Only Michael Cunningham can write a beautifully crafted story with so little plot and pretentious characters and still manage to make me savor every delicious line.
Kindle Customer
Cunningham's latest novel is truly a work of art as much as it is a work of great modern literature.
Jon Linden

Most Helpful Customer Reviews

117 of 126 people found the following review helpful By Michael J. Ettner on September 28, 2010
Format: Hardcover
The play of emotions and themes with which Michael Cunningham is most adroit -- love, loss, desire, despair, mortality -- are again engaged in his new novel set in present-day Manhattan. But take note: the epigraph Cunningham has chosen for "By Nightfall" is a line from Rilke's "Duino Elegies": "Beauty is nothing but the beginning of terror." That, Cunningham signals, will be the novel's all-encompassing theme: the pursuit, use, and misuse of beauty.

The principal characters in "By Nightfall" are Peter Harris, a 44-year-old contemporary art dealer, and his wife Rebecca, an editor of an arts and culture magazine. As a gallery owner, Peter's occupation is that of a "servant of beauty." He has begun to suffer existential dread: "[a] conviction, in the face of all evidence to the contrary, that some terrible, blinding beauty is about to descend and, like the wrath of God, suck [the world] all away, orphan us, deliver us, leave us wondering how exactly we're going to start it all over again."

The plot, modestly scaled, is set in motion by the appearance of Rebecca's much younger brother Ethan (age 23), a beautiful but flawed and directionless young man who's interested in doing "something in the arts." Ethan's brief stay with the couple in their spacious SoHo loft will upend all three lives.

"By Nightfall" is written in a combination of voices: at times there is a third person omniscient narrator, sometimes a second person interlocutor, but principally we are caught within Peter's own ruminations. The lasting effect is a story told through Peter's eyes. While this brings a unity to the novel, it also can be a handicap.
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44 of 47 people found the following review helpful By Kristin on October 20, 2010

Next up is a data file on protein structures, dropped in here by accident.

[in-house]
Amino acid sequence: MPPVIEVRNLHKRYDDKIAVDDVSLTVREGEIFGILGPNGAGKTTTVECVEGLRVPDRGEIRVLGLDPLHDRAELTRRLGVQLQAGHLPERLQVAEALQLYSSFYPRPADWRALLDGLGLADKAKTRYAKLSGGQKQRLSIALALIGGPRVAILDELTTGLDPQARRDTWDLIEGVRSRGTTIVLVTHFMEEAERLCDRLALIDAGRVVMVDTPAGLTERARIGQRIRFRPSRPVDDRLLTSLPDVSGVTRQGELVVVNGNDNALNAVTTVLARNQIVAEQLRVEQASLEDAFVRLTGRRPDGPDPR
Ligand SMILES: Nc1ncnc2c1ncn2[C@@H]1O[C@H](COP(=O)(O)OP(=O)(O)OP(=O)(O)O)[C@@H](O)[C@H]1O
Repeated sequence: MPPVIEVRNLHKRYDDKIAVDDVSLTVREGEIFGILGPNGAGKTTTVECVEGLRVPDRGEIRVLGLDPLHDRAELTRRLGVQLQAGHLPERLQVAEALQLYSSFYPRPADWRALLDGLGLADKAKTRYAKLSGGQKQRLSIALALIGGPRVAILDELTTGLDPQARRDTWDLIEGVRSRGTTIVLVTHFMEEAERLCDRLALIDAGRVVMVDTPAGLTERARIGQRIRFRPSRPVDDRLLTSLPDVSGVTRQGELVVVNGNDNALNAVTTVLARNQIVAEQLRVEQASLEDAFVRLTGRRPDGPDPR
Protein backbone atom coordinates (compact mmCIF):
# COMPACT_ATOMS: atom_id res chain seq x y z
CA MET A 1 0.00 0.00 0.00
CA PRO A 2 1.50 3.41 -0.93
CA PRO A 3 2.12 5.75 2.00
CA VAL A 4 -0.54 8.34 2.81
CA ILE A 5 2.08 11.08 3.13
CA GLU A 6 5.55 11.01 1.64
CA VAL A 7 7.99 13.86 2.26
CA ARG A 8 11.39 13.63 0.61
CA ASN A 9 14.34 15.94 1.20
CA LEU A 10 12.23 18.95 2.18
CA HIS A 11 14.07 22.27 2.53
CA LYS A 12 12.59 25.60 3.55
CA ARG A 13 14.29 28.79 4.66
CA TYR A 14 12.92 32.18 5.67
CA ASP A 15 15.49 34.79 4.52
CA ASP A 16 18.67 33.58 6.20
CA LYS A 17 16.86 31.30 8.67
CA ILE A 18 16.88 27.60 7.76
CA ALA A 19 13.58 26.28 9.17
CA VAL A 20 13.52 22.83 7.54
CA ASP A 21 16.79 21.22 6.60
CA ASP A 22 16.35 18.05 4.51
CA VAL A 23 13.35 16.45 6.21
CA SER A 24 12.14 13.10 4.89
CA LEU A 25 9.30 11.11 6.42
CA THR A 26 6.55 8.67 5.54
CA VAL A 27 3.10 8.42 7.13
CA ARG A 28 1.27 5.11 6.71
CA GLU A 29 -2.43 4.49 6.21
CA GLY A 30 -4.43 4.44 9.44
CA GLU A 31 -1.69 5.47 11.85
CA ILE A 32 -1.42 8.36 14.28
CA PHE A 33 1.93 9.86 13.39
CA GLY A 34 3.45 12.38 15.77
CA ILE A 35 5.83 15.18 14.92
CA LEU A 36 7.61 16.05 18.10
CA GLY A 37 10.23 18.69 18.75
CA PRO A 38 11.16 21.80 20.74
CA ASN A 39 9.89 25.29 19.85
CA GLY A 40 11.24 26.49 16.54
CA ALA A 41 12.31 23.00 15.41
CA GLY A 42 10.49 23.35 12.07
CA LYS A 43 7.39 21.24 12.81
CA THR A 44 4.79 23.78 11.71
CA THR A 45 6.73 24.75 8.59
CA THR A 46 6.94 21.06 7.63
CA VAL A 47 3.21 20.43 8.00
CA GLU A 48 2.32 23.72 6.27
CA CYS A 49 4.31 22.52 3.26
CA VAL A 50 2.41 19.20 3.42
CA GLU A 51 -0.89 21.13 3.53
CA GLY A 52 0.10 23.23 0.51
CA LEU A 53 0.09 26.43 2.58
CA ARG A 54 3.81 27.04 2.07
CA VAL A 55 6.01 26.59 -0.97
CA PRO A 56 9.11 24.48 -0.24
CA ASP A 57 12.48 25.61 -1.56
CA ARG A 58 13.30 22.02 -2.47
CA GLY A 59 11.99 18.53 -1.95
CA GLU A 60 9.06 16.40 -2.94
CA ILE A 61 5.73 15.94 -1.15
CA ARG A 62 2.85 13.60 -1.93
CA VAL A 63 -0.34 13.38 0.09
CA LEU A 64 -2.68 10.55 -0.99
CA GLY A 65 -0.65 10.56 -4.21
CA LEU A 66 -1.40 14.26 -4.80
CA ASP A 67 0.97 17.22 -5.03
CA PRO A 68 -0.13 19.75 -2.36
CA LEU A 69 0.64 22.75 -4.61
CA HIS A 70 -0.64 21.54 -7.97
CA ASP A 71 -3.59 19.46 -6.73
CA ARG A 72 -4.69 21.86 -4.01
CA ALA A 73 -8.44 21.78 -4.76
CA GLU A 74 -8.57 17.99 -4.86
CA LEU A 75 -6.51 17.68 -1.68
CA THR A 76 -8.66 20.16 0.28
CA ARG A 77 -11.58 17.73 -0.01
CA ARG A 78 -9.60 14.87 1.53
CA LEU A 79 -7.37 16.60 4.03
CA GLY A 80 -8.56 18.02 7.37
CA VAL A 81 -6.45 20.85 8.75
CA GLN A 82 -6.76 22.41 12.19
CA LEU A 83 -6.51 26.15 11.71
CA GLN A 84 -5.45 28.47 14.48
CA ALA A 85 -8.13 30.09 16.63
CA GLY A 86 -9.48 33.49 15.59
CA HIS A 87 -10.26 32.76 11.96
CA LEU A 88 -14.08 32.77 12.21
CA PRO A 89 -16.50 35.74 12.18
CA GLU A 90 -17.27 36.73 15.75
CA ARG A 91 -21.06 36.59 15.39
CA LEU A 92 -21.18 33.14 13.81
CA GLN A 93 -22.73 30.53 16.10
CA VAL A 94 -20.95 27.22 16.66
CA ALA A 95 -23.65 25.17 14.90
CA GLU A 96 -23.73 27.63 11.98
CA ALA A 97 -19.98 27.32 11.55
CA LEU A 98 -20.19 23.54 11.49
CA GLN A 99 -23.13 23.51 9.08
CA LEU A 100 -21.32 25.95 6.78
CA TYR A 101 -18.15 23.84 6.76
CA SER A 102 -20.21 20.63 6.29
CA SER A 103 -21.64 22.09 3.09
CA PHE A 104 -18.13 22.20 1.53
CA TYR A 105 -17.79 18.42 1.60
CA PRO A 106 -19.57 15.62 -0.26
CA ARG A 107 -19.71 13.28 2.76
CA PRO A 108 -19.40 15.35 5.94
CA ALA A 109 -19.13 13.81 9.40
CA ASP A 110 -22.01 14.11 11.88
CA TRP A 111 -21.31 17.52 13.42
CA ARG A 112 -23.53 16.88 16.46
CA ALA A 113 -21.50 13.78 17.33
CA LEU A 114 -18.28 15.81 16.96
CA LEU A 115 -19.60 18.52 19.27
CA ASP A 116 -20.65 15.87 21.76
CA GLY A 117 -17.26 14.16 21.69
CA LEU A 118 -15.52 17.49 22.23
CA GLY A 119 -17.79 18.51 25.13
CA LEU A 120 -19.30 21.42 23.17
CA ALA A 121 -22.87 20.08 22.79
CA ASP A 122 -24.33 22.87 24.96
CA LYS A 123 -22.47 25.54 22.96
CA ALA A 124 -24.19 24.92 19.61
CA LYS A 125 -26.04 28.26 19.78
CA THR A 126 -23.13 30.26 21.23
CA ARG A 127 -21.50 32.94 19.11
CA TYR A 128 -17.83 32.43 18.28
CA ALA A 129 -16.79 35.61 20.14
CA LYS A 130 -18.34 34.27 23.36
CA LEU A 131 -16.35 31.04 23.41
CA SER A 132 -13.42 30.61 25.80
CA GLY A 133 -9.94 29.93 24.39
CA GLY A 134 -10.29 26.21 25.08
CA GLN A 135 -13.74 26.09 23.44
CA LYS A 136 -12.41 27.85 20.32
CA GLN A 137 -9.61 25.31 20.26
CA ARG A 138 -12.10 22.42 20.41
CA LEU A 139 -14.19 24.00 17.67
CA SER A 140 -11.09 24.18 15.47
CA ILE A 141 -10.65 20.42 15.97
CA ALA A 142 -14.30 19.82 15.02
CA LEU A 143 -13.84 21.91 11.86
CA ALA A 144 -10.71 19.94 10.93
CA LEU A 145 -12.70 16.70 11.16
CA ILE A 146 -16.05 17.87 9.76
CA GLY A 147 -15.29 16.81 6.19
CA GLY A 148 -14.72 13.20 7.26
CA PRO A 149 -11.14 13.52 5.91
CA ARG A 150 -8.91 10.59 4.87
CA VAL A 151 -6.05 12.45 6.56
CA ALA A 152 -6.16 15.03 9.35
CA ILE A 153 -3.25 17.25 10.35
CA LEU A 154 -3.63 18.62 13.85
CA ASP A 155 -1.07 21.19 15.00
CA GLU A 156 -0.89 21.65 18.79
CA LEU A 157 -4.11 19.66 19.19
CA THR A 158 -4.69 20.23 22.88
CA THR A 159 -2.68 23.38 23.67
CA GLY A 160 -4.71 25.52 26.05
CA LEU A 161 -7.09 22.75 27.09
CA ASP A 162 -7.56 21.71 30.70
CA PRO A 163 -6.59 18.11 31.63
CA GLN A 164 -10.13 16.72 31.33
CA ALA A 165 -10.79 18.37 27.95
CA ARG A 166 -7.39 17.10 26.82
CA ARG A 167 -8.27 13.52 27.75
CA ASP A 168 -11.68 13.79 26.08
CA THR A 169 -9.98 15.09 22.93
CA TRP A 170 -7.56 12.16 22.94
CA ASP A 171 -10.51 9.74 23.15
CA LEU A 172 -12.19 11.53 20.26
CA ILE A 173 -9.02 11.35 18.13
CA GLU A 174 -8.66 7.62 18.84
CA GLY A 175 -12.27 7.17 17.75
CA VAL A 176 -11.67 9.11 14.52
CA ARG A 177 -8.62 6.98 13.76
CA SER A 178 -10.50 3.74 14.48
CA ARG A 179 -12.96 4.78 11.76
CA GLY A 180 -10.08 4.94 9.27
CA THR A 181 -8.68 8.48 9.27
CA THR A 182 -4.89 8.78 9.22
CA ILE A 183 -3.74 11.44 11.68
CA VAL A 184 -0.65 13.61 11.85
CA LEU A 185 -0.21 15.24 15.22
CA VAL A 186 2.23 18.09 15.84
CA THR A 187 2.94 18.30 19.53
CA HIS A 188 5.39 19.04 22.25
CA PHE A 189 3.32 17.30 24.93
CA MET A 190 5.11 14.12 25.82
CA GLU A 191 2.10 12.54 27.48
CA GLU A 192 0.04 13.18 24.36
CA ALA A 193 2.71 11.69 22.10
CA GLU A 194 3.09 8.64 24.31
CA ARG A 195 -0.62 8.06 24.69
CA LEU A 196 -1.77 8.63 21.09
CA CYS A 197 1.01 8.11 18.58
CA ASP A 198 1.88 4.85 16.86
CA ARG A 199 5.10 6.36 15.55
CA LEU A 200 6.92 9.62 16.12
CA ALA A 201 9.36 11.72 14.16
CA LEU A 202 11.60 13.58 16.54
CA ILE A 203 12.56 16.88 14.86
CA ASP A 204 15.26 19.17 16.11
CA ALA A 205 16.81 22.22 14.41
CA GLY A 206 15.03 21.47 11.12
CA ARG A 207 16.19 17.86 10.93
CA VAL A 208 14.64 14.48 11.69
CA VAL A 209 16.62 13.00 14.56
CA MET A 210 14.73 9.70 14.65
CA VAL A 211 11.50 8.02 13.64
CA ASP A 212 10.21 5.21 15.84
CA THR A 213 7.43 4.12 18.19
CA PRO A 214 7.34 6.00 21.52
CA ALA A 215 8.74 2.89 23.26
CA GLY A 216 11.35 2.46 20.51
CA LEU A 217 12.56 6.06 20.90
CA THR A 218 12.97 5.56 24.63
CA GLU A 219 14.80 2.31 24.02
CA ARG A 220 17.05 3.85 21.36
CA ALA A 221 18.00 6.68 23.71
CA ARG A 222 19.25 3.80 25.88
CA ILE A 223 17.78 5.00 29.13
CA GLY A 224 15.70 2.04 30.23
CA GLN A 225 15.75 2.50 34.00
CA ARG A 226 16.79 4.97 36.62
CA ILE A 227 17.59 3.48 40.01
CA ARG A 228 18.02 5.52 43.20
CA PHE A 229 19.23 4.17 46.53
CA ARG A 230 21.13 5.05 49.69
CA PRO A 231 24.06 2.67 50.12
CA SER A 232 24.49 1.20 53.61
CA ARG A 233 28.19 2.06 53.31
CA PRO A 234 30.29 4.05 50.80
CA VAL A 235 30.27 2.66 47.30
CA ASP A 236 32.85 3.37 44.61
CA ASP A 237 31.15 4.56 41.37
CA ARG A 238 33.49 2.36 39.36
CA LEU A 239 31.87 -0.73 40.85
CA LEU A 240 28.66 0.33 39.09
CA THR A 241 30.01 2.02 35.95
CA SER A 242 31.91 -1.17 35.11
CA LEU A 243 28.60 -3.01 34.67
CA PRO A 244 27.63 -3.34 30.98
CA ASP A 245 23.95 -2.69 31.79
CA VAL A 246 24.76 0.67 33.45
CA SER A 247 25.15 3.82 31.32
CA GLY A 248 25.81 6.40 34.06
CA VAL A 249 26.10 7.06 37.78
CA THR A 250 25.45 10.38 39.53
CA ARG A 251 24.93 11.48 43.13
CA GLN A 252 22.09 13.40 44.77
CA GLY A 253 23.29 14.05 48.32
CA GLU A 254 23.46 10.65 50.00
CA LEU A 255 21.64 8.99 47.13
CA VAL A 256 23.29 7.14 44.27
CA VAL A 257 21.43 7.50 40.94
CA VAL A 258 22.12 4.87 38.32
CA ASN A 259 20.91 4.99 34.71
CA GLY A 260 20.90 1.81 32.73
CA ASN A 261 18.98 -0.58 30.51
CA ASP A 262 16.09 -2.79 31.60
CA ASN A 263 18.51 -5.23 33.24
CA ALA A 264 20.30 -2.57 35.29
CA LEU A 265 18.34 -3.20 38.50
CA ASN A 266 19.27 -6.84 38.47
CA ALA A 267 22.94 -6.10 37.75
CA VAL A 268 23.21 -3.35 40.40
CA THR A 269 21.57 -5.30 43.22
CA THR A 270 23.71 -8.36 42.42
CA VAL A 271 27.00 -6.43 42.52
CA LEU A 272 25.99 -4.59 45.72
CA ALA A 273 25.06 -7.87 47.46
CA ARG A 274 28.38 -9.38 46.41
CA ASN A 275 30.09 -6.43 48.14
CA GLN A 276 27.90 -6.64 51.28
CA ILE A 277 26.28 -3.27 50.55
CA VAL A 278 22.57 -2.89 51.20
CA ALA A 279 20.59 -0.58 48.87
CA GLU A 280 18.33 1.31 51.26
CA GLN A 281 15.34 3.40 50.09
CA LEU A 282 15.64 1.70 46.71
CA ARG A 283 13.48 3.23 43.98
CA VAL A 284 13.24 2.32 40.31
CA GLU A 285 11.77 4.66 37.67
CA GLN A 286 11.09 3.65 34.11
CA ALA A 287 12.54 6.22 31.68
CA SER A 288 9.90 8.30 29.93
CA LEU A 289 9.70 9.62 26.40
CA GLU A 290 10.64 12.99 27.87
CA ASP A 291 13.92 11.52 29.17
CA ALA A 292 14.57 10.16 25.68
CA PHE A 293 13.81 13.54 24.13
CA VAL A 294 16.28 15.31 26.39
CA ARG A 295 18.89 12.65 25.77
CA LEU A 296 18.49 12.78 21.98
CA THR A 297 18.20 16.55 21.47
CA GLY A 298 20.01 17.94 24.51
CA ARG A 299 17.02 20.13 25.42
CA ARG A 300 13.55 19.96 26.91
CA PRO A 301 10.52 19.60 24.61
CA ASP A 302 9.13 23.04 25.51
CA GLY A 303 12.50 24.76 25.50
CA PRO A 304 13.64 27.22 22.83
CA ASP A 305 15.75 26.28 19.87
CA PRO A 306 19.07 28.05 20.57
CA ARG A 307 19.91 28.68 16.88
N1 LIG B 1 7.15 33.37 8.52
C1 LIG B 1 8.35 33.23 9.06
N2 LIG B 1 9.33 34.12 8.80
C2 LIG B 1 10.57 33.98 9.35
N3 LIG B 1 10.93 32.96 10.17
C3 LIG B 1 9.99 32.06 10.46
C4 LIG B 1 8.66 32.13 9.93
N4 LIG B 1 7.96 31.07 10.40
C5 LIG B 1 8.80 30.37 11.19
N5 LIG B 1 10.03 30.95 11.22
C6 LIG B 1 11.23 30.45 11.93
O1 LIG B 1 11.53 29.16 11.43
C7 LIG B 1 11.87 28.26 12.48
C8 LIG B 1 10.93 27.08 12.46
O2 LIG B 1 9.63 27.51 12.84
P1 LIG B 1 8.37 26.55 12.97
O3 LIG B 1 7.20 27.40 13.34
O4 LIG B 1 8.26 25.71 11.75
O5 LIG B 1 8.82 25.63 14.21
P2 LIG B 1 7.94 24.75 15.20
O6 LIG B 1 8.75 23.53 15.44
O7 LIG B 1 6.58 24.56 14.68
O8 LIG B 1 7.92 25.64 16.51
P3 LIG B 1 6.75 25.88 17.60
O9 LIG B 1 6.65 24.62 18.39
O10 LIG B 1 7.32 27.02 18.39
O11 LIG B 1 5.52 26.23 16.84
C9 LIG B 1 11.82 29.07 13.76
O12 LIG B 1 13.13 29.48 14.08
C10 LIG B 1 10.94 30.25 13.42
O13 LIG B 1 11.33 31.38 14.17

Format: Hardcover
I thought The Hours, A Home at the End of the World, and Specimen Days were all wonderful. By Nightfall has the same beautiful prose, but it lacks many elements that make the others great.

For one, the characters just aren't that likable. In every other one of his novels, I could find something to relate to or sympathize with in every man, woman, gay, straight, young, old, contemporary, historic person. In By Nightfall, I found Peter to be pathetic, his wife flat, and his brother-in-law a whiny child.

I also like Cunningham for the deep ideas he can effortlessly mix into his stories. In this case, it was more like he was trying to mix a story into his deep idea, and it was unsuccessful. There was too much thinking about life and beauty and not enough life and beauty actually happening. On top of that, the constant musing nature let to redundant vocabulary--evanescent, crepuscular, ineffably. I like a perfect word as much as (if not more than) the next person, but when I start noticing the same words being repeated, that tells me you're trying to stretch a 30-page idea into a 230-page novel. Kind of jarring.

Perhaps I shouldn't fault Cunningham for trying to move on and do something new (based on this novel, perhaps HE is having an existential crisis over the nature of his own art), but at the same time, I really miss the triangular, interweaving stories that spoke more to me than this forceful presentation of a theme.